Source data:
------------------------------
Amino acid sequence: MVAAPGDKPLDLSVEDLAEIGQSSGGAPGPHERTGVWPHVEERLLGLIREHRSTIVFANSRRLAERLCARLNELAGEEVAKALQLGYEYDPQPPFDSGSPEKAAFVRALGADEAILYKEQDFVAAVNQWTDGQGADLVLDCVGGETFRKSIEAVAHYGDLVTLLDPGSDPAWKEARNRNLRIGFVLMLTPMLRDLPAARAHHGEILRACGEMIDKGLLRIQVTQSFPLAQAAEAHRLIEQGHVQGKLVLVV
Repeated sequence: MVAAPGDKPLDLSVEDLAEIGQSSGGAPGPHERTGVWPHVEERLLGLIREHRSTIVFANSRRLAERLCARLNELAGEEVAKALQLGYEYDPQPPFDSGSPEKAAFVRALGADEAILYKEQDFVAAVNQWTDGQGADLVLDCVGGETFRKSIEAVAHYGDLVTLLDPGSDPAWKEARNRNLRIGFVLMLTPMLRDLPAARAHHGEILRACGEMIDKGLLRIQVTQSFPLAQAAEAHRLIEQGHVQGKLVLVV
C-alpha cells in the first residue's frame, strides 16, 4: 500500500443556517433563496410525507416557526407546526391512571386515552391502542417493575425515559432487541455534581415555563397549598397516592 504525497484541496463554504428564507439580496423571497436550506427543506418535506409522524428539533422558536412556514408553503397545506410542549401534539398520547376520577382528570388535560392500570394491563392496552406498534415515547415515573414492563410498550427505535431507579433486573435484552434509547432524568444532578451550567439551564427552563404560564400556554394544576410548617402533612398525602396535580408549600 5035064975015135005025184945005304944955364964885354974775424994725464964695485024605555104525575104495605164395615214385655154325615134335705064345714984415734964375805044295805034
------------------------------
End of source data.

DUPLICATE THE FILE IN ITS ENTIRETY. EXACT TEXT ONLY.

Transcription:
Amino acid sequence: MVAAPGDKPLDLSVEDLAEIGQSSGGAPGPHERTGVWPHVEERLLGLIREHRSTIVFANSRRLAERLCARLNELAGEEVAKALQLGYEYDPQPPFDSGSPEKAAFVRALGADEAILYKEQDFVAAVNQWTDGQGADLVLDCVGGETFRKSIEAVAHYGDLVTLLDPGSDPAWKEARNRNLRIGFVLMLTPMLRDLPAARAHHGEILRACGEMIDKGLLRIQVTQSFPLAQAAEAHRLIEQGHVQGKLVLVV
Repeated sequence: MVAAPGDKPLDLSVEDLAEIGQSSGGAPGPHERTGVWPHVEERLLGLIREHRSTIVFANSRRLAERLCARLNELAGEEVAKALQLGYEYDPQPPFDSGSPEKAAFVRALGADEAILYKEQDFVAAVNQWTDGQGADLVLDCVGGETFRKSIEAVAHYGDLVTLLDPGSDPAWKEARNRNLRIGFVLMLTPMLRDLPAARAHHGEILRACGEMIDKGLLRIQVTQSFPLAQAAEAHRLIEQGHVQGKLVLVV
C-alpha cells in the first residue's frame, strides 16, 4: 500500500443556517433563496410525507416557526407546526391512571386515552391502542417493575425515559432487541455534581415555563397549598397516592 504525497484541496463554504428564507439580496423571497436550506427543506418535506409522524428539533422558536412556514408553503397545506410542549401534539398520547376520577382528570388535560392500570394491563392496552406498534415515547415515573414492563410498550427505535431507579433486573435484552434509547432524568444532578451550567439551564427552563404560564400556554394544576410548617402533612398525602396535580408549600 5035064975015135005025184945005304944955364964885354974775424994725464964695485024605555104525575104495605164395615214385655154325615134335705064345714984415734964375805044295805034